Trump’s victory and how he can be stopped

Unite the resistance and build a new party of the American working class By Andy Yorke

ON 8 NOVEMBER Donald Trump rode a wave of anti-establishment anger to become the 45th president of the United States in the bitterest campaign of modern times. Trump used blatant distortions and outright lies to convince voters that only he was telling things as they are, only he recognised the sufferings of ordinary Americans, only he dared lay the blame on the crooked, privileged establishment in Washington and Wall Street.

He had an ideal opponent in Hillary Clinton, the very embodiment of this elite, Democrat or Republican. Presidents Bill Clinton, George Bush and Barack Obama had fostered neoliberal policies that have been downsizing US industries, jobs and wages for 25 years. In doing so they had been steadily eroding their own electoral base and opening the way for a populist demagogue like Trump.

Hard Rain Gonna Fall

His Islamophobia, anti-Mexican racism and even revelations of his shameless misogyny attracted certain strata. Above all they gained him free coverage in mainstream news outlets. Also he had the support of the extreme right wing social media, with Breitbart, a self-proclaimed organ of the sinister “alt right” (the US far right), as a Trump campaigning tool. In the eyes of many it signalled a president with the backbone to push through radical change and the return of better times – to “Make America Great Again”.

Clinton’s counter-slogan, “America IS Great” went down like a lead balloon in many of the so-called rustbelt states and in small town America. It underscored how out of touch the Democrats were with the desperation and anger that has built up from below. Millions, disgusted with both candidates, just stayed home, the root cause of her defeat.

Trump victory was no landslide – indeed he lost by 2.5 million votes and only the undemocratic Electoral College system gave him the presidency. But with Republicans in control of the White House, the Senate and the House of Representatives, workers and the racially and socially oppressed face a massive attack over the next four years.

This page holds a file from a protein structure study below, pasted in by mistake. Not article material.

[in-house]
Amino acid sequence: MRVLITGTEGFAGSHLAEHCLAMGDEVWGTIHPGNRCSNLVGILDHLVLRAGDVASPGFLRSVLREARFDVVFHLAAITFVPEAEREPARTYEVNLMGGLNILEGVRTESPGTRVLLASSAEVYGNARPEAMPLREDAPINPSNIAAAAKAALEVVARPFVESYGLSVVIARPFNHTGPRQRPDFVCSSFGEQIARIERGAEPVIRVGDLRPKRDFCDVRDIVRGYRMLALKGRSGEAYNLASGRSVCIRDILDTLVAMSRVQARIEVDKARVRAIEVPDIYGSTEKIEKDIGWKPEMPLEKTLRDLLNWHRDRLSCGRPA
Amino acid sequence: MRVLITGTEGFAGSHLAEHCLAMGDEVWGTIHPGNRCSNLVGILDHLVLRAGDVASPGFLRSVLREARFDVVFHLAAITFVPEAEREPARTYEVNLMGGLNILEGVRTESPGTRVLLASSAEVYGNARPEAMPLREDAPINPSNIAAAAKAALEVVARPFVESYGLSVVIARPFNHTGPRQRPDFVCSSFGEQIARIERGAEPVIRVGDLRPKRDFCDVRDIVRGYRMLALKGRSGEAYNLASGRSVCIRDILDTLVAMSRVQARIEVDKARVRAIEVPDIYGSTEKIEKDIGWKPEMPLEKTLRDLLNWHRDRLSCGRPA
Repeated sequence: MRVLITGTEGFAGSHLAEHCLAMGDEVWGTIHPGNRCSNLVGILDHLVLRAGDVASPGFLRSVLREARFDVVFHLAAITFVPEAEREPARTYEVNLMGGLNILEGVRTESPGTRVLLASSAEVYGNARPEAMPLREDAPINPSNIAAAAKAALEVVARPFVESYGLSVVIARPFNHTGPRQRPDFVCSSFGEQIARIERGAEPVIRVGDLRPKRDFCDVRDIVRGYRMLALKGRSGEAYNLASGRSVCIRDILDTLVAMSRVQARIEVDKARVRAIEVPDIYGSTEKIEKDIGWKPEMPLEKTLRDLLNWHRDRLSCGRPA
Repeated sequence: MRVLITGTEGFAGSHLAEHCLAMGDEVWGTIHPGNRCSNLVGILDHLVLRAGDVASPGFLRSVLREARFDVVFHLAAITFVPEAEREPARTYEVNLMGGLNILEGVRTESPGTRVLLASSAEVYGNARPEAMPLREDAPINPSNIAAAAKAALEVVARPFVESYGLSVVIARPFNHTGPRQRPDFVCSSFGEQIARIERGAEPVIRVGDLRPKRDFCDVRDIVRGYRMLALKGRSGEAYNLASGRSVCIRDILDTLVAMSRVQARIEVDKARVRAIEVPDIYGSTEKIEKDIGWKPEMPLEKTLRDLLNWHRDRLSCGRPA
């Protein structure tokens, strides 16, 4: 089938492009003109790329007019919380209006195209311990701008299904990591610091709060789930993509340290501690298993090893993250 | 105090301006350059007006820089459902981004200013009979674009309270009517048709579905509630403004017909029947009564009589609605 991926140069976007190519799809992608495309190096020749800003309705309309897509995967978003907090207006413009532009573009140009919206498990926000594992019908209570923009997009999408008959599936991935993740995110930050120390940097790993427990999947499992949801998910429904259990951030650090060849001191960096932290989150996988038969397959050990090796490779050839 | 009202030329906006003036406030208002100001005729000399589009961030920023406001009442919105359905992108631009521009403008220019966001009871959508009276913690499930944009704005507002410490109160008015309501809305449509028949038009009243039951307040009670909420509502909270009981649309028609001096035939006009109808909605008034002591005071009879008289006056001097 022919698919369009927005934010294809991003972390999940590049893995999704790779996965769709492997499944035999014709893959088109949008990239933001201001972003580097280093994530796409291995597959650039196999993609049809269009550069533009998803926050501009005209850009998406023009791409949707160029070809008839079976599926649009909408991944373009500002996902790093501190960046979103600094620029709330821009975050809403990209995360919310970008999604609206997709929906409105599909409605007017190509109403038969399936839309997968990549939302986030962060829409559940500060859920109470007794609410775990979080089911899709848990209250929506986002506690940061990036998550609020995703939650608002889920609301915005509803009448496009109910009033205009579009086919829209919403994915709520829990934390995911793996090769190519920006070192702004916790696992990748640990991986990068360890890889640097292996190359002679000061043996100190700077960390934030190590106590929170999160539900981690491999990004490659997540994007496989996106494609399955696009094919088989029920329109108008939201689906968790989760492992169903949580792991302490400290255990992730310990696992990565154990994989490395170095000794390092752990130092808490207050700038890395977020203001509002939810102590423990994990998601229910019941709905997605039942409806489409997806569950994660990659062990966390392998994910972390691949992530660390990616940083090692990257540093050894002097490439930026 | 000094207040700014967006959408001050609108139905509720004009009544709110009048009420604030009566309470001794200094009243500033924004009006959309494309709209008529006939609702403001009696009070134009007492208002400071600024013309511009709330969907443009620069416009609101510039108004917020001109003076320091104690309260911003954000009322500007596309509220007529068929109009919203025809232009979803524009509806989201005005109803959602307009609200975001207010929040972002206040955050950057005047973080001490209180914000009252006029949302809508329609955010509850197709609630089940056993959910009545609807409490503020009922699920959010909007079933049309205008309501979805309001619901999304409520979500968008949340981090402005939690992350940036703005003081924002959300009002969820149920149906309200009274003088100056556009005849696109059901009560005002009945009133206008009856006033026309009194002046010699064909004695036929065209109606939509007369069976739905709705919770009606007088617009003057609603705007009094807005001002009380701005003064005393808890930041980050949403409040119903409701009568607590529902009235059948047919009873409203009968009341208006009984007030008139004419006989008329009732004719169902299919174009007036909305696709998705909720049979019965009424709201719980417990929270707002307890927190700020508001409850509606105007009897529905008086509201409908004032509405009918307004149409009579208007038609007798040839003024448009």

Already Trump’s victory unleashed a wave of thousands of hate crimes and physical attacks aimed at minorities, immigrants and LGBT people. In Trump’s America there will be tax cuts for the rich and welfare cuts for the poor. Black youths already face racist cops murdering them with impunity. Now Trump promises to increase police powers.

Millions of “illegal” immigrants will fear the knock on the door that leads to imprisonment and deportation. Women will soon face a “pro-Life” Supreme Court that could reverse Roe vs Wade, the 1973 case that set a precedent legalising a woman’s right to choose an abortion. This could herald a return to the dangers of backstreet abortions. LGBT people will face a likely erosion of recently won rights.

Public sector trade unions in the 32 States with Republican governors and legislatures are already shackled by “right to work” anti-union laws. Now they can expect Congress to generalise this legislation.

And, as we show below, Trump’s triumph threatens to reverse the meagre advances made to tackle climate change.

Resistance

However, Trump already faces a wave of progressive anger. Students from state schools immediately took to the streets with the chant, “Not our President!” when the result was announced. Thousands of people, night after night, protested in streets, squares and campuses across the country. Plans have been laid for demonstrations on Inauguration Day (20 January), including a women’s march on Washington.

The key question is how to unite the various sectors into powerful movement beyond the inauguration. To do that we need to bring the working class to the forefront.

Bernie Sanders has once again spoken at mass meetings in the universities, as he did before the Democratic Party convention. He is calling for resistance but he is also continuing his profoundly wrong strategy of reforming the Democrats, which led him to support Clinton. This inevitably means mean a perspective of continued dependence on congressional Democrats and winning elections rather than the kinds of mass action needed to block every attack in the here and now.

If resistance is to be effective, it must not get sucked into the Democrats’ slipstream, only to be demobilised every two years when elections come around. To do this it must set as its goal the creation of a new party of the American working class, open to all those fighting back.

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